Years ago, during a diocesan assembly, one of the speakers said something I had not fully grasped: ongoing catechesis is part of being a disciple of Jesus.
|Deacon Kyle Eller
That idea dovetails with advice I got in confession on a pilgrimage once. I had confessed some struggles with faith, and the young priest advised me that continuing to spend time learning about the faith would be a helpful remedy for those struggles.
All this may even seem counterintuitive to us at first. After all, isn’t being a disciple more a matter of the heart than of the mind? As last month came to a close, we heard in our Sunday Gospel about the two greatest commandments in the law, about loving God and loving our neighbor as ourselves. Surely it is this love, one might argue, that is the true measure of our discipleship, not the depth of our knowledge of theology?
But knowledge is part of love. With any relationship, we seek to know more and more deeply the one we love. It’s hard to imagine a real friendship or marriage in which those friends or spouses at some point just stopped caring about knowing the other person more deeply. Why should it be any different in our relationship with God? We keep learning about him because we love him.
Think of how often Scripture refers to Jesus’ closest companions as “disciples” — the very word meaning those who learn from their teacher and then pass on what they have learned.
It is possible to turn learning about God into a mere academic exercise, and maybe such experiences are what sour some people on learning their faith. But when catechesis is directed to love, it is a joy, not a chore.
In a similar way, if we struggle with the faith, the temptation can be to think about something else. Or maybe we will begin to focus on apologetics, delving into arguments in defense of the faith, rather than simply seeking to become more deeply formed in it, as the counsel I got seemed to suggest.
Apologetics certainly has value, but I have come to believe there is a lot of wisdom in the idea that it’s helpful to more deeply “put on the mind of Christ,” as St. Paul admonishes. The Catholic Christian faith is not just a matter of affirming some more or less arbitrary doctrines and rules, it is truly light in the darkness of this fallen world. God, in his Son, has revealed for us the truth about ourselves, about the whole creation, about the point of life. It is a whole way of thinking and seeing — a profoundly different way than what we find in those governed by the “spirit of the world.”
How often do our struggles with faith come from being better versed in the “catechism” of the world than we are in our faith? Even among practicing Christians, for instance, biblical literacy has reached a scandalous decline. How often do our struggles come from trying to understand some doctrine or moral teaching ripped from its context in that whole deep vision of the universe that our faith presents to us, because we’ve simply lost that vision?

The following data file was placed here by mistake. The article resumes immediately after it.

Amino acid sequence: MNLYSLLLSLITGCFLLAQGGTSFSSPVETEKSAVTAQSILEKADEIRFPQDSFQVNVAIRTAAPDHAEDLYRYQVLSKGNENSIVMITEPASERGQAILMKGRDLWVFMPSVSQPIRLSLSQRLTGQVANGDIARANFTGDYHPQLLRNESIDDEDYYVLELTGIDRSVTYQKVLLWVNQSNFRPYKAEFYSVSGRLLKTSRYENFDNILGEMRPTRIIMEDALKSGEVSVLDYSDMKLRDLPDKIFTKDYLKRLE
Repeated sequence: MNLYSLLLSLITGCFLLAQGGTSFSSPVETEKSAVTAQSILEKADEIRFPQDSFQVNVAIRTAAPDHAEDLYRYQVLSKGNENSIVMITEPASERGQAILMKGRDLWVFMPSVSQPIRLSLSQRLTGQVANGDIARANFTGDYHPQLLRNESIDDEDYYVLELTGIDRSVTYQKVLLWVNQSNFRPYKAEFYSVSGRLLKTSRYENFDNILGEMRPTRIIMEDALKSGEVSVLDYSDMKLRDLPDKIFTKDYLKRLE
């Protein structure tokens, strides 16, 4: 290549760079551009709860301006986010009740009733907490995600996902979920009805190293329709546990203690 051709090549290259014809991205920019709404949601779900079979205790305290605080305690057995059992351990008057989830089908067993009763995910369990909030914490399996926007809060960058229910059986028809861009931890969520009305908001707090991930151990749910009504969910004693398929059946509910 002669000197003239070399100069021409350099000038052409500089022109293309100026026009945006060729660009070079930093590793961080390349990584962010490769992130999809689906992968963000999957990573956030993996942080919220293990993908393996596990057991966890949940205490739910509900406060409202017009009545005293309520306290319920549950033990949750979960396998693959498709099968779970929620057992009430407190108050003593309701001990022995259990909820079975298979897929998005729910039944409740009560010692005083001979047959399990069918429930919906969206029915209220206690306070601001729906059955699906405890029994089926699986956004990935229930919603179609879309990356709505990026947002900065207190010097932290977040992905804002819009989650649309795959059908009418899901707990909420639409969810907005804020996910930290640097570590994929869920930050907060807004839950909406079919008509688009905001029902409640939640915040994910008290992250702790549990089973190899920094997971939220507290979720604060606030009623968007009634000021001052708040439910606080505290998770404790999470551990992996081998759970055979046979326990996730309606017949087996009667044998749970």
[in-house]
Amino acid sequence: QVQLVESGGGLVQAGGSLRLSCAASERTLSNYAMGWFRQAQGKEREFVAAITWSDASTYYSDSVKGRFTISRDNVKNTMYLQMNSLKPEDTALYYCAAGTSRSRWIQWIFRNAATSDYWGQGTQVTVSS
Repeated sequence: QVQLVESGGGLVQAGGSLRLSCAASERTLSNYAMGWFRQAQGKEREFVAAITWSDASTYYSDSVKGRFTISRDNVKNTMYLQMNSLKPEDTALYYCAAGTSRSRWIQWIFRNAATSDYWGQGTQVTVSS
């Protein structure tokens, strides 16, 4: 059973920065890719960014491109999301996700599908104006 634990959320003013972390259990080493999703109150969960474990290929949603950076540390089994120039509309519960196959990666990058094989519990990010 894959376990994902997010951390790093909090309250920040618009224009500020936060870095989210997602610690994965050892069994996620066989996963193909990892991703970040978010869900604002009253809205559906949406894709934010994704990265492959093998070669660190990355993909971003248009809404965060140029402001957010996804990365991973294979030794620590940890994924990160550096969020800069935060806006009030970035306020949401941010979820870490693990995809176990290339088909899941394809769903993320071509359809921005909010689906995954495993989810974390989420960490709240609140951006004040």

In fact, this vision is so deep and rich that its fullness is always partially beyond us in this life — there’s always some new insight, some ongoing need for conversion on our part. We can never really be done learning it and learning to conform ourselves to it. This always presupposes work, because left to inertia our lives trend in the other direction, both because of our own woundedness and because the spirit of this world never stops shouting its alternative.
If we are not progressing in putting on the mind of Christ, we’re slipping backwards.
I was thinking of this recently in terms of memory. A book I recently read spoke of the challenges 21st century life presents to memory. “Everything about modern society is designed to make memory — historical, social, and cultural — hard to cultivate,” the author, Rod Dreher, wrote.
I’ve been noticing this more and more. Our culture, perhaps in part because of our short attention spans damaged by social media addictions and omnipresent distractions, forgets even important ideas and events from only a few years or at times even just months ago. How much more so does our whole culture, in particular secular media, academia, and the arts, seem ordered to erasing or redefining the deeper things, like historical, philosophical, and most important of all religious truths, that make us who we are?
Because of that, it’s all the more urgent that we continue to learn our faith and put on the mind of Christ, as the best way to swim against that tide of amnesia.
So find ways to continue learning your faith. Join a parish Bible study. Get involved when adult catechesis programs are offered. Take part in a Catholic book club. Spend time reading and praying with Scripture and the Catechism and the writings of the saints.
As our bishop noted in one of his own recent columns, we are lifelong learners in the faith. So let’s be intentional about that, and seek out ways we can continue to grow as disciples, learning about the one we love.
Deacon Kyle Eller is editor of The Northern Cross. Reach him at [email protected].